The ugly: January Jones is far from ugly. But I really think she is too much on the skinny / bobble head side to play the White Queen. I know she’s real and the comic book pictures aren’t, but I don’t feel like she quite pulled it off – her look is extremely modern if nothing else, which seemed out of place (though, to be fair, you could say this about other characters, too). They made Mystique’s makeup much weirder looking with something like acne-scarring or scales more prominent on her face so she was much less of a thrill than Rebecca Romijin-Stamos, but I guess that was so they could make the point of her being unattractive (though a shape shifter is an odd choice for such a lesson, especially one who looks like she does in the first three). The Beast is a very pretty boy with very ugly feet who eventually turns into someone who is wearing a cheesy costume that he seems to have trouble talking in.

The weird – I liked Kevin Bacon in this, but for the record Burgandy thought he was too self-spoofing and distracting. I thought it was very confusing to have another winged mutant named Angel, when you already have Archangel (who appeared in the third X-men movie and was known as Angel in his early days), but apparently there really is another Angel in the comics who looks like the Angel in this movie, so fair enough, I guess. The whole premise is pretty weird – James Bond Xmen, more or less. I actually really liked it and heartily endorse seeing it on the big screen, but when I finish it seems like I have more negatives than positives. Still, it was good fun!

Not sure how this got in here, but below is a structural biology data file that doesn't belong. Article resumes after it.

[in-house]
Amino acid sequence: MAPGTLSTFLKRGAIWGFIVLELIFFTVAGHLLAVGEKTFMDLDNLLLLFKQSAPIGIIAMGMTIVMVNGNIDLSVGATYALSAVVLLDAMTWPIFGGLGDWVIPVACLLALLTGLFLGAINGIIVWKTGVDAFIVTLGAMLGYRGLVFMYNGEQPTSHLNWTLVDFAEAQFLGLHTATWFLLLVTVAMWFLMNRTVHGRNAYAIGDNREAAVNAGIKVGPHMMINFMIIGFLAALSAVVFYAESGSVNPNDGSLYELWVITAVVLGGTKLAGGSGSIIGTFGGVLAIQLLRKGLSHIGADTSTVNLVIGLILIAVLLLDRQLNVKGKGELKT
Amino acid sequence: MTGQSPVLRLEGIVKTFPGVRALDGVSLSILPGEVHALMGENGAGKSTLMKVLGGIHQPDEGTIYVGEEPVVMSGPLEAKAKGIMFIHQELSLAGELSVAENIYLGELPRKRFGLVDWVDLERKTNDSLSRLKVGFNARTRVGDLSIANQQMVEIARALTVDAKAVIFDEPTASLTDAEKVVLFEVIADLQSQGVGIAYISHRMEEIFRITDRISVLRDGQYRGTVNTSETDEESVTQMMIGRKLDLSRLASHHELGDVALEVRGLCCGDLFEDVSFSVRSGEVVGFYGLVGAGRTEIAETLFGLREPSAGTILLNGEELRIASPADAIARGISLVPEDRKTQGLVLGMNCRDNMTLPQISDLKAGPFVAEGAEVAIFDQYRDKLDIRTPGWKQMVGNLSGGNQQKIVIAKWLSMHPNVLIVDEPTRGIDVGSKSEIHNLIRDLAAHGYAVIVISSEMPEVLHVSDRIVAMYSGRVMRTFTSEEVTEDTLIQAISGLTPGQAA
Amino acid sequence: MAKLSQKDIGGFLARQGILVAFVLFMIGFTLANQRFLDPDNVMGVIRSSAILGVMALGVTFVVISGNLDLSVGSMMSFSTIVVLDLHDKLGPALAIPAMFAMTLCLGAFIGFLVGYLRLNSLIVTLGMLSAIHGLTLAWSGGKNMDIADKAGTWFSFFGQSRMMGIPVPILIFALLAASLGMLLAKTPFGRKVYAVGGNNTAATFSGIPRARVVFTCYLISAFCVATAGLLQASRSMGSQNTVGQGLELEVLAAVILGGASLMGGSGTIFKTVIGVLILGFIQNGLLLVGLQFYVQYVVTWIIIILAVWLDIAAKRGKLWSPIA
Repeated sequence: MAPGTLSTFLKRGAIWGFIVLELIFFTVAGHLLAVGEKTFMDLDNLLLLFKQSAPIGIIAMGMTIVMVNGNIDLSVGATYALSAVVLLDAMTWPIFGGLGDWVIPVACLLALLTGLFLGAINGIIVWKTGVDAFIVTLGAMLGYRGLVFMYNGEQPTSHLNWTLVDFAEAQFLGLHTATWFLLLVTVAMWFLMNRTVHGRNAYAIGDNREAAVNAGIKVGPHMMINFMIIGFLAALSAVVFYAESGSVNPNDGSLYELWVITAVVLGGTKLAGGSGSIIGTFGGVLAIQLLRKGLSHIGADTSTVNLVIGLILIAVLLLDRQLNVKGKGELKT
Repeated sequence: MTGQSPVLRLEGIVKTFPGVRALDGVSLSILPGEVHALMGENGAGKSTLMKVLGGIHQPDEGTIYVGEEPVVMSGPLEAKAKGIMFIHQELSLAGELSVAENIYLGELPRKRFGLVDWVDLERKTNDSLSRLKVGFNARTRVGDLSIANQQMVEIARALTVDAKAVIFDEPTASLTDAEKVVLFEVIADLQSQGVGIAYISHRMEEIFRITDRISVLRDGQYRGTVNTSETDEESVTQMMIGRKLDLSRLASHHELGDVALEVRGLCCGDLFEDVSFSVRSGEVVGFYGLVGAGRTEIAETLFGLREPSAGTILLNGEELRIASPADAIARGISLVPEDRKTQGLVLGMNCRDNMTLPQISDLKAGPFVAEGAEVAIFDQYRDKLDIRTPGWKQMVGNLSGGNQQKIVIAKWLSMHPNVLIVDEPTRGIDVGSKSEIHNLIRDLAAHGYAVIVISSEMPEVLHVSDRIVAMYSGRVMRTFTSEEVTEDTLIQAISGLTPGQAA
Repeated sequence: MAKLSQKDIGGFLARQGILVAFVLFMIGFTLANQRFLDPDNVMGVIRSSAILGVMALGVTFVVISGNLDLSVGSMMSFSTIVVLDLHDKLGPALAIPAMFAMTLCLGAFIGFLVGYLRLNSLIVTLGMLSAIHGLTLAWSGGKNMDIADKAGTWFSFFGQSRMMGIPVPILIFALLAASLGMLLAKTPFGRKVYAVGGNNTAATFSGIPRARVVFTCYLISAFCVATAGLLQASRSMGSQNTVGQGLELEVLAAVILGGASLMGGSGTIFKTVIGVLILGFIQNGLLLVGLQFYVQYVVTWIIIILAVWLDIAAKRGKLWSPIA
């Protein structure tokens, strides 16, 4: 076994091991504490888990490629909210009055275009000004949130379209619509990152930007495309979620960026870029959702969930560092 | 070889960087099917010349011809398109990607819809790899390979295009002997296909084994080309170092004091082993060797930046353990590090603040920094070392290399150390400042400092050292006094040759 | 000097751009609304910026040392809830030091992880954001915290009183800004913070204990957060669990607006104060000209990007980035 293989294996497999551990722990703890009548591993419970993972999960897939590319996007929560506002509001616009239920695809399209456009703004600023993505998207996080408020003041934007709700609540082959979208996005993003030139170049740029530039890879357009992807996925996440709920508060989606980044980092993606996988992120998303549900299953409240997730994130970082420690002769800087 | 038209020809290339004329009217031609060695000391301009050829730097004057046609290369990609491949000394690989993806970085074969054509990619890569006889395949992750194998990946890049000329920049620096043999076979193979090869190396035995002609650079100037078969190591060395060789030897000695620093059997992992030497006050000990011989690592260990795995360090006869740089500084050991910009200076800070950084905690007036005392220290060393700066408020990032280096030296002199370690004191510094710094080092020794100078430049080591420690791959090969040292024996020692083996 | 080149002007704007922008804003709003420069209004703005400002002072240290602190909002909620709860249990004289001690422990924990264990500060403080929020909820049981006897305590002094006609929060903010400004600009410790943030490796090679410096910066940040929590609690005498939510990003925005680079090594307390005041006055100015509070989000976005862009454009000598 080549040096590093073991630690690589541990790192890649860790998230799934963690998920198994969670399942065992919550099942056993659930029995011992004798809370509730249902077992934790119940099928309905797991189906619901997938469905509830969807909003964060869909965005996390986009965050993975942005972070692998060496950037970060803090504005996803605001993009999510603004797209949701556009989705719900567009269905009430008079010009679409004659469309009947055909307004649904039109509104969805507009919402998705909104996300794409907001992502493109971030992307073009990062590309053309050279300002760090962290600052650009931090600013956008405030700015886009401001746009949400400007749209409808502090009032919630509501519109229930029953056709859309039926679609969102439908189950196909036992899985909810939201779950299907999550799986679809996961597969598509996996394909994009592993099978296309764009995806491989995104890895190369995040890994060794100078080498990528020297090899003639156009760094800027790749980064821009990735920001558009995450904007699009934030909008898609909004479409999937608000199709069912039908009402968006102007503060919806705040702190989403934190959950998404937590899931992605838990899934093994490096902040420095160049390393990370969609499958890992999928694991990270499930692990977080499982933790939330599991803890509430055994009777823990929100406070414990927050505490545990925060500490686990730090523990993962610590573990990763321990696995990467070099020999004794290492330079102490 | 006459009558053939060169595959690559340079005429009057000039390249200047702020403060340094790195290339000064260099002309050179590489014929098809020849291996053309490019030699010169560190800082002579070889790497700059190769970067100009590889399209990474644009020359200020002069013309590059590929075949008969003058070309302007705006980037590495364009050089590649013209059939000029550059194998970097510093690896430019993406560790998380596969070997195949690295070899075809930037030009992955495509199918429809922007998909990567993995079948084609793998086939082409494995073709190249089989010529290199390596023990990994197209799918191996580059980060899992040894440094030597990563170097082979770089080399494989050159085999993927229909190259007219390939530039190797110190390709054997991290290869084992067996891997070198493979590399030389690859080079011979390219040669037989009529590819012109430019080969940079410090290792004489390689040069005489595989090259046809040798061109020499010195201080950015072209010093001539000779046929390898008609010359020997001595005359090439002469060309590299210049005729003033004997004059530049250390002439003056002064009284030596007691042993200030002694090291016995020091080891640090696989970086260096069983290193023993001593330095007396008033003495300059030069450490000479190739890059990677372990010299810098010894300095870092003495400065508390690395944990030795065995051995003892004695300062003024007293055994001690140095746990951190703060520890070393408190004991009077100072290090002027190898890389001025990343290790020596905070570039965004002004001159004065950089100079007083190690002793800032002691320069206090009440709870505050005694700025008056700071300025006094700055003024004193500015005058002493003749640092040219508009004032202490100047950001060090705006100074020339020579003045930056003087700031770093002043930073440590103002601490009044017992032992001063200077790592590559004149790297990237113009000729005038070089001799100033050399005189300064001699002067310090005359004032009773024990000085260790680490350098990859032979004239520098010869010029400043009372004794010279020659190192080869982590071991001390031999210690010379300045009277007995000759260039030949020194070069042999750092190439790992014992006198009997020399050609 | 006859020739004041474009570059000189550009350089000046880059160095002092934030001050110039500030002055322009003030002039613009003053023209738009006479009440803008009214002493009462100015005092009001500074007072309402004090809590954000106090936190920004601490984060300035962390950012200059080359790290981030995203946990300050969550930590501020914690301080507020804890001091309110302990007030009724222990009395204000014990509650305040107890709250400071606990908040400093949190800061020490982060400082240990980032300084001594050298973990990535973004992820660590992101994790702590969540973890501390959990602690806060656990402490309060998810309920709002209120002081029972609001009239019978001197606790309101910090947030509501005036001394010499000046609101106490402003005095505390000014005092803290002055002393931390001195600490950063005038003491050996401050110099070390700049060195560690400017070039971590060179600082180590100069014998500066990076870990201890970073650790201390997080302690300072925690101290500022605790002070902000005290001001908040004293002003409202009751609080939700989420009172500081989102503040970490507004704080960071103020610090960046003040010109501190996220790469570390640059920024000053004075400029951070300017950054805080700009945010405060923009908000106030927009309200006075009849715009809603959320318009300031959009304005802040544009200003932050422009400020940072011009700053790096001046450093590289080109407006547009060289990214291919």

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Synergy

Synergy is what happens when it turns out the Pirates of the Caribbean: On Stranger Tides premier is going to be happening at Disneyland the same weekend as Bats Day! Once upon a time Bats Daywas just a day where the spooky kids haunted d-land in thier gothtastic finest, but has now grown into a full on weekend of events. Since a certain Johnny Depp, star of nearly every Tim Burton movie ever made, is rumored to be showing up,I have a feeling an additional pirate themed activity will be added to Saturday for most Bats Day attendees.

See? Synergy can be awesome.

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Junior Mints Pastels

We enjoyed the Valentine’s Day Junior Mints, so when we saw these little Spring themed treats we had to give them a try.

Alas, they are not nearly as yummy. We were hoping for colored chocolate, instead the familiar creamy mint center is coated in what appears to be just a soft candy coating. This does not contrast with the mint nearly as well as the normal dark chocolate. Cloying is an appropriate description.

So, colored filling =win, colored coating = fail.

At least for us. I think we’ll stick to mini York patties until after Easter.